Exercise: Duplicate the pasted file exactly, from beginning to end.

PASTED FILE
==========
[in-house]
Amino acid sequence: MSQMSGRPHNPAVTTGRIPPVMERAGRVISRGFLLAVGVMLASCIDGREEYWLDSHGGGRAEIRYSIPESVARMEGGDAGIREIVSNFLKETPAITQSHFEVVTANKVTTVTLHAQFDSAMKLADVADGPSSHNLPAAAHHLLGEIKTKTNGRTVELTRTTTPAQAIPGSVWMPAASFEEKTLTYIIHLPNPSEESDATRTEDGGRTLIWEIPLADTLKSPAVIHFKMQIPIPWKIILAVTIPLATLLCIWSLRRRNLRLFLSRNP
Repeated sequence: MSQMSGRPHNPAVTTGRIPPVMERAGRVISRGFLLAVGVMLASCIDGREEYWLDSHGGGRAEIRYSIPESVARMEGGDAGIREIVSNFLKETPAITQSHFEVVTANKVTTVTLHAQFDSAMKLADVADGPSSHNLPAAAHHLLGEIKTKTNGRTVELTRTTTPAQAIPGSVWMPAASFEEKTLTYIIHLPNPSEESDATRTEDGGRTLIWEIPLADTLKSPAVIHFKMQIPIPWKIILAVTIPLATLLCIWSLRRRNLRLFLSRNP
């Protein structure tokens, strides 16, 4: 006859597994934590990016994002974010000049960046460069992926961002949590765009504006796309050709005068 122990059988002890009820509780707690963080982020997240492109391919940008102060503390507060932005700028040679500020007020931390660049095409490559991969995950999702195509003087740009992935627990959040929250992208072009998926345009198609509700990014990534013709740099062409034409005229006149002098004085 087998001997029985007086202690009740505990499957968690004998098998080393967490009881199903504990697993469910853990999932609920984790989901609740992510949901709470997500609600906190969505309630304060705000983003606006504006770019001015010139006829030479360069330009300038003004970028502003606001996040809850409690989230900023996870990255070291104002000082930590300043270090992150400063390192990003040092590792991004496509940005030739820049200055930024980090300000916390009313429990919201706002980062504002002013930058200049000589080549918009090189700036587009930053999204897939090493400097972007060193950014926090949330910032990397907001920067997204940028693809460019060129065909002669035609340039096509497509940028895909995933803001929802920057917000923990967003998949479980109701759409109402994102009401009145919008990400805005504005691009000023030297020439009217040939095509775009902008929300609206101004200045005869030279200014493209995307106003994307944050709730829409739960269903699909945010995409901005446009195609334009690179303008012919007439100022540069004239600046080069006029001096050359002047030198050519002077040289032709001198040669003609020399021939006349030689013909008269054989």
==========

[in-house]
Amino acid sequence: MSQMSGRPHNPAVTTGRIPPVMERAGRVISRGFLLAVGVMLASCIDGREEYWLDSHGGGRAEIRYSIPESVARMEGGDAGIREIVSNFLKETPAITQSHFEVVTANKVTTVTLHAQFDSAMKLADVADGPSSHNLPAAAHHLLGEIKTKTNGRTVELTRTTTPAQAIPGSVWMPAASFEEKTLTYIIHLPNPSEESDATRTEDGGRTLIWEIPLADTLKSPAVIHFKMQIPIPWKIILAVTIPLATLLCIWSLRRRNLRLFLSRNP
Repeated sequence: MSQMSGRPHNPAVTTGRIPPVMERAGRVISRGFLLAVGVMLASCIDGREEYWLDSHGGGRAEIRYSIPESVARMEGGDAGIREIVSNFLKETPAITQSHFEVVTANKVTTVTLHAQFDSAMKLADVADGPSSHNLPAAAHHLLGEIKTKTNGRTVELTRTTTPAQAIPGSVWMPAASFEEKTLTYIIHLPNPSEESDATRTEDGGRTLIWEIPLADTLKSPAVIHFKMQIPIPWKIILAVTIPLATLLCIWSLRRRNLRLFLSRNP
């Protein structure tokens, strides 16, 4: 006859597994934590990016994002974010000049960046460069992926961002949590765009504006796309050709005068 122990059988002890009820509780707690963080982020997240492109391919940008102060503390507060932005700028040679500020007020931390660049095409490559991969995950999702195509003087740009992935627990959040929250992208072009998926345009198609509700990014990534013709740099062409034409005229006149002098004085 087998001997029985007086202690009740505990499957968690004998098998080393967490009881199903504990697993469910853990999932609920984790989901609740992510949901709470997500609600906190969505309630304060705000983003606006504006770019001015010139006829030479360069330009300038003004970028502003606001996040809850409690989230900023996870990255070291104002000082930590300043270090992150400063390192990003040092590792991004496509940005030739820049200055930024980090300000916390009313429990919201706002980062504002002013930058200049000589080549918009090189700036587009930053999204897939090493400097972007060193950014926090949330910032990397907001920067997204940028693809460019060129065909002669035609340039096509497509940028895909995933803001929802920057917000923990967003998949479980109701759409109402994102009401009145919008990400805005504005691009000023030297020439009217040939095509775009902008929300609206101004200045005869030279200014493209995307106003994307944050709730829409739960269903699909945010995409901005446009195609334009690179303008012919007439100022540069004239600046080069006029001096050359002047030198050519002077040289032709001198040669003609020399021939006349030689013909008269054989």